The script is co-adapted by Adam Nevill from his novel, along with Joe Barton. It takes a while to get going at first, with some shakiness in the characterisation. As the plot settles and the terror begins, the friendship between these four men becomes more prominent. Bruckner shifts gears here and introduces elements of the unknown – roars and crashing noises at night in the forest, followed by deep-voiced chanting. The sound design is particularly well used here, letting the audience fill in the visual blanks. It’s creepily effective at times, suggesting an otherworldliness to this Swedish environment.
Despite those initial wobbles, the film gradually gets better as it moves towards its conclusion. After building it up for so long, the creature is somewhat atypical for films of this type – but is nonetheless still unsettling. Those bright, Jawa-like eyes buried deep in the dark will put the frighteners on anyone. Bruckner suggests a backstory for the creature and why it’s there, but leaves it open to interpretation. Audiences don’t need to be spoonfed, particularly in a genre film where certain beats are expected. While it doesn’t re-invent the creature feature like ‘The Descent’, ‘The Ritual’ is still a decent enough effort that holds your attention. Being alone in a strange, foreign wood at night is enough to get those pulses racing. Rating: 3 / 5 Review by Gareth O’Connor
LOVING VINCENT (UK / Poland, 12A, 94 mins)
Directed by Hugh Welchman, Dorota Kobiela. Starring Douglas Booth, Saoirse Ronan, Chris O’Dowd, Aidan Turner, Jerome Flynn.
THE PLOT: France, 1891. Armand (Douglas Booth) is a young man whose father Joseph (Chris O’Dowd) was a close friend of the late, great artist Vincent Van Gogh. A letter from Vincent to his brother Theo has come to light, written close to Vincent’s death from an apparently self-inflicted gunshot wound. Joseph tasks him to find Theo and deliver the letter, to give some sort of closure. However, the task is more challenging than appears. Theo has died in the last few months. Instead, Armand interviews a number of people including Doctor Gachet (Jerome Flynn) and his daughter Marguerite (Saoirse Ronan) who were near Vincent in his last days, painting out in the fields. The mystery deepens… THE VERDICT: ‘Loving Vincent’ is a true cinematic experience, which makes it all the more a must-see film. Seven years in the making, part of it is down to the filmmaking style. It’s best described as a greatest hits package of Van Gogh’s paintings – in animated motion picture format. The film was shot in live action on basic sets against greenscreen. Then a group of 125 talented artists spent 2 years painting over the 12-frames per second to create a film that is in the visual style of Van Gogh himself. It’s similar in style to Richard Linklater’s rotoscoped efforts, Waking Life and A Scanner Darkly, but entirely original in that it’s the world’s first fully oil-painted film.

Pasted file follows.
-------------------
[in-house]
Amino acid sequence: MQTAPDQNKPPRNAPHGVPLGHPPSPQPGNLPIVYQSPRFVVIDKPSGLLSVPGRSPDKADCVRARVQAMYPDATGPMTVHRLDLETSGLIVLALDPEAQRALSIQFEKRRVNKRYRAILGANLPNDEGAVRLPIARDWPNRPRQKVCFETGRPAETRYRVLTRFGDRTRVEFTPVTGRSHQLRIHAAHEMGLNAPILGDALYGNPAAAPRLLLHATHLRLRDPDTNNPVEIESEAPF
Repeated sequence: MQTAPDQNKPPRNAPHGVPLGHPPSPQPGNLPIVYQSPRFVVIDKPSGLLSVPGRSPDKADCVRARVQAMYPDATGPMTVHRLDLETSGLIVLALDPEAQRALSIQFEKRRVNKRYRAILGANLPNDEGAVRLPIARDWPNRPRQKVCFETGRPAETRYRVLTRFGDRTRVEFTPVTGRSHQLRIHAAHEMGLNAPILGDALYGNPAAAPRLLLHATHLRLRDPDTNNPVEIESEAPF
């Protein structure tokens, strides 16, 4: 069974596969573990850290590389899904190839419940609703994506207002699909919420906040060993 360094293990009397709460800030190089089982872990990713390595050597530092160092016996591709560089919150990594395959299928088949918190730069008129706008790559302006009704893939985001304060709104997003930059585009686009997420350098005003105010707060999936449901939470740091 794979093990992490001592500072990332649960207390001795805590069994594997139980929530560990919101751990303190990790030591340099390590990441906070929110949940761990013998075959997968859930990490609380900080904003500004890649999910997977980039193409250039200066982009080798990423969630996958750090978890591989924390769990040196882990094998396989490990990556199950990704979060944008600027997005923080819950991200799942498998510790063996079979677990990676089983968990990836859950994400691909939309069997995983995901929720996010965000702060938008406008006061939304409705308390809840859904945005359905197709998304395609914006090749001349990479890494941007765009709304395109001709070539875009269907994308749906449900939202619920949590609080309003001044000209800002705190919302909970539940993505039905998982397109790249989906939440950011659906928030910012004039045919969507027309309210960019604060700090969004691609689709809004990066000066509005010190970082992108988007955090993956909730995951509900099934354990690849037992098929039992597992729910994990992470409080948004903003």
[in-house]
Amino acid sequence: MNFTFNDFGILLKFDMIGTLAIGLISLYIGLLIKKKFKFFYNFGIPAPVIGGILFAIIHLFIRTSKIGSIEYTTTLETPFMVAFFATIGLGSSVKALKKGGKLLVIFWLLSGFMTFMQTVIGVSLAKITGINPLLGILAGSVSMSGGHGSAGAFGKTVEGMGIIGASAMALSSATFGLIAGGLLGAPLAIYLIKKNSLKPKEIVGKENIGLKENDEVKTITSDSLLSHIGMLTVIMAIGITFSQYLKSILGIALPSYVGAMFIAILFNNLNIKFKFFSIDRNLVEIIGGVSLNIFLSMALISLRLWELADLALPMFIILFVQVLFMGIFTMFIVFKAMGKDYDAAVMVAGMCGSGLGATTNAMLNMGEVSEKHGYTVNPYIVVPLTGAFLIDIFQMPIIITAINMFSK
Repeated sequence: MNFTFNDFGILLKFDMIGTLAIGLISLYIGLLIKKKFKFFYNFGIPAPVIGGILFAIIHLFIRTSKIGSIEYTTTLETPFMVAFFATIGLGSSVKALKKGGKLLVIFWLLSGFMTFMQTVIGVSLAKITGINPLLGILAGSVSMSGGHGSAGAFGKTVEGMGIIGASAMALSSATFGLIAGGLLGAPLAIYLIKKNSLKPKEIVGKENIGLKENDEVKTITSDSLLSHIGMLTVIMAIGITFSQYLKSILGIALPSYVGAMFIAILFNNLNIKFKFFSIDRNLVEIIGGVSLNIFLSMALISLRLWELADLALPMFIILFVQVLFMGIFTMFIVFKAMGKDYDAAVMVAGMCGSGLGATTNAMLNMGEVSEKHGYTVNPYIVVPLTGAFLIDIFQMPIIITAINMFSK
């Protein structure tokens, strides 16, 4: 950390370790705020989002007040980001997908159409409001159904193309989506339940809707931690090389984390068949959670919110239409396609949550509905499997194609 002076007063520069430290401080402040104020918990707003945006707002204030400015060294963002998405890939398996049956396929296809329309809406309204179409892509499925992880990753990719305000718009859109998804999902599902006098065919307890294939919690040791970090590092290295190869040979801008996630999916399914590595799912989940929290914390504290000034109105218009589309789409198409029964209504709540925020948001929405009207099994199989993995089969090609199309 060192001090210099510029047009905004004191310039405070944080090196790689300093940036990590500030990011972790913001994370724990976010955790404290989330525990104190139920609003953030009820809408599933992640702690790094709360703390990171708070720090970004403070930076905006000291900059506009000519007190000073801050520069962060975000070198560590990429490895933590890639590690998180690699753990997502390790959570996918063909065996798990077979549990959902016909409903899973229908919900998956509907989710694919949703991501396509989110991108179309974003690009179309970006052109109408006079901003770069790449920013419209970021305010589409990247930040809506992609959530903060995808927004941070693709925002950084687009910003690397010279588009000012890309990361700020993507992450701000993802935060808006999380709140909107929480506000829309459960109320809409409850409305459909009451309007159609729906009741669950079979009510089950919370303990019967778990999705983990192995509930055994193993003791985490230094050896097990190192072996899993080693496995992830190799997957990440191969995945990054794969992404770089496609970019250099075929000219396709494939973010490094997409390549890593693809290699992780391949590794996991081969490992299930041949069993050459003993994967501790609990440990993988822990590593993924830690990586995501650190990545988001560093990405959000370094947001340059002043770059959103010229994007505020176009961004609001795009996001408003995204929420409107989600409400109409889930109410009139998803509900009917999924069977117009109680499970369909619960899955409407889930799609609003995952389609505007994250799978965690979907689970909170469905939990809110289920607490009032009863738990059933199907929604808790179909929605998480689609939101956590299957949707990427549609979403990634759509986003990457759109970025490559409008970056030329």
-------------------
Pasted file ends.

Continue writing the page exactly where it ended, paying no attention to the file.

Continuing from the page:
Shooting in the boxy academy ratio to fit the ratio of Van Gogh’s paintings, husband and wife co-directors Hugh Welchman and Dorota Kobiela whisk the audience away into the world of Van Gogh, with the animation taking on a shimmering life of its own. The visuals literally jumps off the screen – no 3D required. You can even see dabs of paint changing from frame to frame, second to second. There’s a remarkable level of detail in both the painting and animation. Yet, the continuity between all the artists is seamless and fluid, so it becomes a continuously moving painting. In more ways than one.
The visual experience of the film wouldn’t work unless it was anchored to an evolving, involving plot. Perhaps taking Citizen Kane as a template and using interviews and records from the time, Welchman and Kobiela structure their story as a mystery, with Van Gogh framed through the various people who knew him. Each of them have their own particular take on him – why he killed himself, did he really commit suicide, was someone else involved, was his Lust For Life too much for him to bear? The film becomes quite moving in this sense, painting a portrait of a tortured artist who while in the midst of despair also sent out some hopeful, optimistic letters to his family and friends. There was more of life than of death about him.
‘Loving Vincent’ is a true original – a unique tribute to the life and work of Van Gogh. It dazzles the eyes while engaging the brain, giving food for thought and admiration at the painstaking filmmaking required to bring it to life in all its artistic glory. Rating: 4 / 5
Review by Gareth O’Connor